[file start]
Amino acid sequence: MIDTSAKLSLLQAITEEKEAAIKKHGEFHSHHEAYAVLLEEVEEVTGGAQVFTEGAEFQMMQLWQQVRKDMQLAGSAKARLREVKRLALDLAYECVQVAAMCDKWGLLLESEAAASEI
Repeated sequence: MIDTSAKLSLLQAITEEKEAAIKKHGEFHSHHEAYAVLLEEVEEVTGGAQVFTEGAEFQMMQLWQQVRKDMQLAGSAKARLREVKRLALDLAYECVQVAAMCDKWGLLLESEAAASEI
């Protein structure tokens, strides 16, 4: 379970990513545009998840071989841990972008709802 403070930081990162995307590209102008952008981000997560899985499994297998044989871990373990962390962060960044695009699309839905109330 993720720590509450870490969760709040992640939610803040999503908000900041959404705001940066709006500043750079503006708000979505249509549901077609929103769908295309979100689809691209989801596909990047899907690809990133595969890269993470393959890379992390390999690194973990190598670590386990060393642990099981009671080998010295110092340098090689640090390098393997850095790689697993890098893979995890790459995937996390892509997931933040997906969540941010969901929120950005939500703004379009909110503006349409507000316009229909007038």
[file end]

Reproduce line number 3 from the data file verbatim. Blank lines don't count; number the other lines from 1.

């Protein structure tokens, strides 16, 4: 379970990513545009998840071989841990972008709802 403070930081990162995307590209102008952008981000997560899985499994297998044989871990373990962390962060960044695009699309839905109330 993720720590509450870490969760709040992640939610803040999503908000900041959404705001940066709006500043750079503006708000979505249509549901077609929103769908295309979100689809691209989801596909990047899907690809990133595969890269993470393959890379992390390999690194973990190598670590386990060393642990099981009671080998010295110092340098090689640090390098393997850095790689697993890098893979995890790459995937996390892509997931933040997906969540941010969901929120950005939500703004379009909110503006349409507000316009229909007038």